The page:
(3) For non-emergency engines with a displacement of greater than or equal to 30 liters per cylinder, conducting annual performance tests to demonstrate continuous compliance with the emission standards as specified in § 60.4213.
(e) If you are an owner or operator of a modified or reconstructed stationary CI internal combustion engine and must comply with the emission standards specified in § 60.4204(e) or § 60.4205(f), you must demonstrate compliance according to one of the methods specified in paragraphs (e)(1) or (2) of this section.
(1) Purchasing, or otherwise owning or operating, an engine certified to the emission standards in § 60.4204(e) or § 60.4205(f), as applicable.
(2) Conducting a performance test to demonstrate initial compliance with the emission standards according to the requirements specified in § 60.4212 or § 60.4213, as appropriate. The test must be conducted within 60 days after the engine commences operation after the modification or reconstruction.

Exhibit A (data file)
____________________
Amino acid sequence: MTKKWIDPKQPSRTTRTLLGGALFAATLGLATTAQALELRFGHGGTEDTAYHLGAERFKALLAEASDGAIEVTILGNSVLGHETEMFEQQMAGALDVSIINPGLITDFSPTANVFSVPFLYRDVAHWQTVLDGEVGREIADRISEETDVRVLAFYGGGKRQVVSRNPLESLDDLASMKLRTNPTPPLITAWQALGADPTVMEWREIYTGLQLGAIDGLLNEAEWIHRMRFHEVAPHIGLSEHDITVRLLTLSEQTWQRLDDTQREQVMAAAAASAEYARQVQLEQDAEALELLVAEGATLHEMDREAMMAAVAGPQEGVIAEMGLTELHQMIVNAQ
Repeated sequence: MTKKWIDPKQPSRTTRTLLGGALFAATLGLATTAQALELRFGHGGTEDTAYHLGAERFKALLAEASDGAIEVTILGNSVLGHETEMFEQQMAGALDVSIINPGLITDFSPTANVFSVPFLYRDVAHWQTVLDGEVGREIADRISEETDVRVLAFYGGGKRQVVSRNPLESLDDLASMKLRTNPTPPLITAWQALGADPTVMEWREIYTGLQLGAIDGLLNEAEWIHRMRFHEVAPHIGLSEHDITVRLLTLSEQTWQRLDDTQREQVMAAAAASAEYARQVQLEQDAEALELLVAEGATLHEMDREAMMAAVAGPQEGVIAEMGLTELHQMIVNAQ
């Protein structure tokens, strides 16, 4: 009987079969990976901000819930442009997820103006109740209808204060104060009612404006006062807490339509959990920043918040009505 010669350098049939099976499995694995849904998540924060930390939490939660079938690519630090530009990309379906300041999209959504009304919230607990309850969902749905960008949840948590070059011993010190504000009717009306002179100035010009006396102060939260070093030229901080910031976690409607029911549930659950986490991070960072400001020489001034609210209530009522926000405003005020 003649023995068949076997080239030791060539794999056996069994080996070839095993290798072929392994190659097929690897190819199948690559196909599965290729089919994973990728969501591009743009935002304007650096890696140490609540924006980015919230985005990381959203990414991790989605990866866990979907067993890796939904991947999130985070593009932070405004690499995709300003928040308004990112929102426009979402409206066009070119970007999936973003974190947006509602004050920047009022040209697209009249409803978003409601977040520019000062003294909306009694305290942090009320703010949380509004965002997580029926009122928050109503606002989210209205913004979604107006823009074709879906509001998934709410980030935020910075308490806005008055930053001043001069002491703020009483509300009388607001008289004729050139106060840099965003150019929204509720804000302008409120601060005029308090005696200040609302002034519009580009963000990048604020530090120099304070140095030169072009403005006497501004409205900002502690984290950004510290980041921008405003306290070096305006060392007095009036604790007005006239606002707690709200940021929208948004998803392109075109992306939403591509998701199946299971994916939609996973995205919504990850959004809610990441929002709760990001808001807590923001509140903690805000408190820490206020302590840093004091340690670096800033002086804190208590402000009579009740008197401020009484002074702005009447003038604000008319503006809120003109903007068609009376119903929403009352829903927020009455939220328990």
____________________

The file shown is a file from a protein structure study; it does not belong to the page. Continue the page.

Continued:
(f) Emergency stationary ICE may be operated for the purpose of maintenance checks and readiness testing, provided that the tests are recommended by Federal, State or local government, the manufacturer, the vendor, or the insurance company associated with the engine. Maintenance checks and readiness testing of such units is limited to 100 hours per year. There is no time limit on the use of emergency stationary ICE in emergency situations. The owner or operator may petition the Administrator for approval of additional hours to be used for maintenance checks and readiness testing, but a petition is not required if the owner or operator maintains records indicating that Federal, State, or local standards require maintenance and testing of emergency ICE beyond 100 hours per year. Emergency stationary ICE may operate up to 50 hours per year in non-emergency situations, but those 50 hours are counted towards the 100 hours per year provided for maintenance and testing. The 50 hours per year for non-emergency situations cannot be used for peak shaving or to generate income for a facility to supply power to an electric grid or otherwise supply non-emergency power as part of a financial arrangement with another entity. For owners and operators of emergency engines, any operation other than emergency operation, maintenance and testing, and operation in non-emergency situations for 50 hours per year, as permitted in this section, is prohibited.